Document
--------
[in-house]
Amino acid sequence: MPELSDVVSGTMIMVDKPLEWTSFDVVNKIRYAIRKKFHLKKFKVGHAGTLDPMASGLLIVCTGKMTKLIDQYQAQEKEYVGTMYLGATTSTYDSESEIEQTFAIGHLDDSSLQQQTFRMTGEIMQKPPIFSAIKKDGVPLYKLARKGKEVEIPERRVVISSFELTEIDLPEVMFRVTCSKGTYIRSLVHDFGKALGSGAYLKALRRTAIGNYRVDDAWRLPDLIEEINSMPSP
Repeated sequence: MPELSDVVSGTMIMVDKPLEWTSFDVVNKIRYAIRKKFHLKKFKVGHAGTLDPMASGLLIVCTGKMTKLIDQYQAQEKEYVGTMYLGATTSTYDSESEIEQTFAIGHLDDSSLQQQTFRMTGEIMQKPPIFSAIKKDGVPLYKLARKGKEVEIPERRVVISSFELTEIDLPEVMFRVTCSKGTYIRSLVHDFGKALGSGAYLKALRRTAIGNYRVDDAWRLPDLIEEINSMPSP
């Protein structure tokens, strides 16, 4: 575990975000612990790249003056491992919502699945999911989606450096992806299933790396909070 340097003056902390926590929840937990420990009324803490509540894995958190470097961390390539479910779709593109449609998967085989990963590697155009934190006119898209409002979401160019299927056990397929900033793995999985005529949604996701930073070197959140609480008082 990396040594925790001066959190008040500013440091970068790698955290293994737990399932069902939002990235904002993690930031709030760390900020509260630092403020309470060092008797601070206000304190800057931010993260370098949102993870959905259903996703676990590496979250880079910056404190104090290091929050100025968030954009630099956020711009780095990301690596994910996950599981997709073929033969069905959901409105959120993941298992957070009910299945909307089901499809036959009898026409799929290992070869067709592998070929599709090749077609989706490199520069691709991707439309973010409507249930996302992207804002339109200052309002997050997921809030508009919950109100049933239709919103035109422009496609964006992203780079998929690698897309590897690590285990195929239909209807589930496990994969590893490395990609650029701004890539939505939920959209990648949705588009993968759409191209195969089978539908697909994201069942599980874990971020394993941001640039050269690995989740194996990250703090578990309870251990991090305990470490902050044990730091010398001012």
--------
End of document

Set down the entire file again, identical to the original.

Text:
[in-house]
Amino acid sequence: MPELSDVVSGTMIMVDKPLEWTSFDVVNKIRYAIRKKFHLKKFKVGHAGTLDPMASGLLIVCTGKMTKLIDQYQAQEKEYVGTMYLGATTSTYDSESEIEQTFAIGHLDDSSLQQQTFRMTGEIMQKPPIFSAIKKDGVPLYKLARKGKEVEIPERRVVISSFELTEIDLPEVMFRVTCSKGTYIRSLVHDFGKALGSGAYLKALRRTAIGNYRVDDAWRLPDLIEEINSMPSP
Repeated sequence: MPELSDVVSGTMIMVDKPLEWTSFDVVNKIRYAIRKKFHLKKFKVGHAGTLDPMASGLLIVCTGKMTKLIDQYQAQEKEYVGTMYLGATTSTYDSESEIEQTFAIGHLDDSSLQQQTFRMTGEIMQKPPIFSAIKKDGVPLYKLARKGKEVEIPERRVVISSFELTEIDLPEVMFRVTCSKGTYIRSLVHDFGKALGSGAYLKALRRTAIGNYRVDDAWRLPDLIEEINSMPSP
């Protein structure tokens, strides 16, 4: 575990975000612990790249003056491992919502699945999911989606450096992806299933790396909070 340097003056902390926590929840937990420990009324803490509540894995958190470097961390390539479910779709593109449609998967085989990963590697155009934190006119898209409002979401160019299927056990397929900033793995999985005529949604996701930073070197959140609480008082 990396040594925790001066959190008040500013440091970068790698955290293994737990399932069902939002990235904002993690930031709030760390900020509260630092403020309470060092008797601070206000304190800057931010993260370098949102993870959905259903996703676990590496979250880079910056404190104090290091929050100025968030954009630099956020711009780095990301690596994910996950599981997709073929033969069905959901409105959120993941298992957070009910299945909307089901499809036959009898026409799929290992070869067709592998070929599709090749077609989706490199520069691709991707439309973010409507249930996302992207804002339109200052309002997050997921809030508009919950109100049933239709919103035109422009496609964006992203780079998929690698897309590897690590285990195929239909209807589930496990994969590893490395990609650029701004890539939505939920959209990648949705588009993968759409191209195969089978539908697909994201069942599980874990971020394993941001640039050269690995989740194996990250703090578990309870251990991090305990470490902050044990730091010398001012």